The days are long.
But no, that's wrong.
The days are short and monotonous,
coming one after the next,
That's something they don't tell you,
before you become a god.
Hebe doesn't understand.
She's never been mortal,
then suddenly not,
surrounded by fires,
surrounded by mourners,
surrounded by grave-dirt,
then suddenly stars.
Hebe was crafted to be a goddess,
while I'm forever a lump of clay,
wedged in my mountainside nook.
I haven't moved in--
The time no longer matters.
The muscle no longer requires release.
I haven't moved since finding a vantage
through the clouds,
onto the war below.
What is taking the Achaeans so long?
With Peleus and Telemon at my side,
I broke Troy's wall in a day,
I laid waste to its towers,
I slayed its princes,
and returned to camp in time for dinner!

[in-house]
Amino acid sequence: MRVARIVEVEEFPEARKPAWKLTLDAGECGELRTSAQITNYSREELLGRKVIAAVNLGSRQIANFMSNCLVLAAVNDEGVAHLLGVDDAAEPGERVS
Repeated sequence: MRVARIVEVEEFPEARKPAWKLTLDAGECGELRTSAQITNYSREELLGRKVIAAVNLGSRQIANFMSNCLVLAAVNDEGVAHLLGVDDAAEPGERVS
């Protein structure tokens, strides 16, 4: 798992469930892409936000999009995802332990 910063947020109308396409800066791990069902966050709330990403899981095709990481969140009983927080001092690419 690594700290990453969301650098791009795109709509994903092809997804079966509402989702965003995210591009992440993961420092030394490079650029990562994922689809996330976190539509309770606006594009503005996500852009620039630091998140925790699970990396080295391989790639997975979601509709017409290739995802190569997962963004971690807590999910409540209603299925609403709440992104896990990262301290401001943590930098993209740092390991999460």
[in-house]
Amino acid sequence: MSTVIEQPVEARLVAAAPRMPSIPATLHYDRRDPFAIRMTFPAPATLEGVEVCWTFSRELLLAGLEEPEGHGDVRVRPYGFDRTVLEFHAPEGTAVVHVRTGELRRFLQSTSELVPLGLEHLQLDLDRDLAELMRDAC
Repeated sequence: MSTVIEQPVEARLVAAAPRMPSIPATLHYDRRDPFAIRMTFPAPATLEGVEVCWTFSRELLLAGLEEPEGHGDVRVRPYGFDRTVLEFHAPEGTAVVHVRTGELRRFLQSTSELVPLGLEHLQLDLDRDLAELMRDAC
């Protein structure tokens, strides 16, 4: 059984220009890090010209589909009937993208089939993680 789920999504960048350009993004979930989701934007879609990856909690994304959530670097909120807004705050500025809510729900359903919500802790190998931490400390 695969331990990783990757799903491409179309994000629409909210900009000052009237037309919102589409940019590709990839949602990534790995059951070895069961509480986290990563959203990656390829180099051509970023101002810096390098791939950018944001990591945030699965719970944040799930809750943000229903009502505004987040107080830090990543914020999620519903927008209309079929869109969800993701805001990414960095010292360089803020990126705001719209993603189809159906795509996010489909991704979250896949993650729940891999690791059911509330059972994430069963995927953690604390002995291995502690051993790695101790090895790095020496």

Ah, but these are new times,
and those are new walls,
and our pretty-boy captive
is now the King of Troy,
and calls himself Priam,
and taunts the men of a thousand enemy ships.
I could break those walls,
if I wanted to,
and return to Olympus before Ganymede pours the cups
with Priam as my once-again captive.
I'm a god now,
the god of strength,
the god of heroism,
the god of completed tasks,
or just another god of indecision and inaction
as the world,
turns and turns and turns
without me in it.
I'm tempted to wipe these Achaeans from the field,
to show them what real rage feels like
and launch another thousand ships as replacements,
despite all I'd have to endure:
the wrath of Athena,
the enmity of Hera,
the rage of Poseidon,
and a possible lecture from Zeus.
Would it be worth the effort?
But I have time yet to decide.
I'll be here today and here again tomorrow.
I'll have every day of forever to wait,
at the pace Agamemnon's army has set.